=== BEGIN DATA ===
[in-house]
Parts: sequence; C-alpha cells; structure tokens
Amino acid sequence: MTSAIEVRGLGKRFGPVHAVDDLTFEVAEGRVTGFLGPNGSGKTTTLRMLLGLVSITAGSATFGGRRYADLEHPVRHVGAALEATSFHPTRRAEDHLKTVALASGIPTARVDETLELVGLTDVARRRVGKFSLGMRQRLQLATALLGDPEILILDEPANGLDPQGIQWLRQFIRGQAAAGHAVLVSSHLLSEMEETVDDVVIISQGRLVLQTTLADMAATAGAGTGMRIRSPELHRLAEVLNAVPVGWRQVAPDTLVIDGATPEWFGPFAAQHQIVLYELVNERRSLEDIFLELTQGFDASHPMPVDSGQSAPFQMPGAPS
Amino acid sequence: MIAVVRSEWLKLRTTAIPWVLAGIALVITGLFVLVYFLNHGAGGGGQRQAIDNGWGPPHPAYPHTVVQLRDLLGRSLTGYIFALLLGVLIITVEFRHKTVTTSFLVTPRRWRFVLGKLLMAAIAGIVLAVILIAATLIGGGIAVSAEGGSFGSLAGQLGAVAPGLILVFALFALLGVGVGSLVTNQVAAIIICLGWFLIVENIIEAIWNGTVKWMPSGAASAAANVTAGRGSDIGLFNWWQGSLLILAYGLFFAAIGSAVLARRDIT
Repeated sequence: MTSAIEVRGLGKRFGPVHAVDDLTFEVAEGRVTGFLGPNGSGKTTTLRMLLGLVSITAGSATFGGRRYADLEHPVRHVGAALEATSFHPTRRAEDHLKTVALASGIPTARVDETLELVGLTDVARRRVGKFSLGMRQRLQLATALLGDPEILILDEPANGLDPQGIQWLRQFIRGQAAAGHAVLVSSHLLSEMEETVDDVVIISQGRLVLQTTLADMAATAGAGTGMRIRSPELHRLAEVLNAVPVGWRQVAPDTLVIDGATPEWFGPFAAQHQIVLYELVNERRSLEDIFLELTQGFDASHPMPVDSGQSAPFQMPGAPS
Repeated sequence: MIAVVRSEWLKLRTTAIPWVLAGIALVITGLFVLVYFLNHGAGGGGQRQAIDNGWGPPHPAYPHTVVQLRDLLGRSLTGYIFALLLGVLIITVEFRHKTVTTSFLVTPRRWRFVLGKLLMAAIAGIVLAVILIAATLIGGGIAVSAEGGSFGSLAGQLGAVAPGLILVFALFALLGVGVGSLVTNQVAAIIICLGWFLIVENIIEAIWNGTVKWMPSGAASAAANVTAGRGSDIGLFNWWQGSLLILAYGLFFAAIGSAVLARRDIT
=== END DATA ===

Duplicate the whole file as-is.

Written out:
[in-house]
Parts: sequence; C-alpha cells; structure tokens
Amino acid sequence: MTSAIEVRGLGKRFGPVHAVDDLTFEVAEGRVTGFLGPNGSGKTTTLRMLLGLVSITAGSATFGGRRYADLEHPVRHVGAALEATSFHPTRRAEDHLKTVALASGIPTARVDETLELVGLTDVARRRVGKFSLGMRQRLQLATALLGDPEILILDEPANGLDPQGIQWLRQFIRGQAAAGHAVLVSSHLLSEMEETVDDVVIISQGRLVLQTTLADMAATAGAGTGMRIRSPELHRLAEVLNAVPVGWRQVAPDTLVIDGATPEWFGPFAAQHQIVLYELVNERRSLEDIFLELTQGFDASHPMPVDSGQSAPFQMPGAPS
Amino acid sequence: MIAVVRSEWLKLRTTAIPWVLAGIALVITGLFVLVYFLNHGAGGGGQRQAIDNGWGPPHPAYPHTVVQLRDLLGRSLTGYIFALLLGVLIITVEFRHKTVTTSFLVTPRRWRFVLGKLLMAAIAGIVLAVILIAATLIGGGIAVSAEGGSFGSLAGQLGAVAPGLILVFALFALLGVGVGSLVTNQVAAIIICLGWFLIVENIIEAIWNGTVKWMPSGAASAAANVTAGRGSDIGLFNWWQGSLLILAYGLFFAAIGSAVLARRDIT
Repeated sequence: MTSAIEVRGLGKRFGPVHAVDDLTFEVAEGRVTGFLGPNGSGKTTTLRMLLGLVSITAGSATFGGRRYADLEHPVRHVGAALEATSFHPTRRAEDHLKTVALASGIPTARVDETLELVGLTDVARRRVGKFSLGMRQRLQLATALLGDPEILILDEPANGLDPQGIQWLRQFIRGQAAAGHAVLVSSHLLSEMEETVDDVVIISQGRLVLQTTLADMAATAGAGTGMRIRSPELHRLAEVLNAVPVGWRQVAPDTLVIDGATPEWFGPFAAQHQIVLYELVNERRSLEDIFLELTQGFDASHPMPVDSGQSAPFQMPGAPS
Repeated sequence: MIAVVRSEWLKLRTTAIPWVLAGIALVITGLFVLVYFLNHGAGGGGQRQAIDNGWGPPHPAYPHTVVQLRDLLGRSLTGYIFALLLGVLIITVEFRHKTVTTSFLVTPRRWRFVLGKLLMAAIAGIVLAVILIAATLIGGGIAVSAEGGSFGSLAGQLGAVAPGLILVFALFALLGVGVGSLVTNQVAAIIICLGWFLIVENIIEAIWNGTVKWMPSGAASAAANVTAGRGSDIGLFNWWQGSLLILAYGLFFAAIGSAVLARRDIT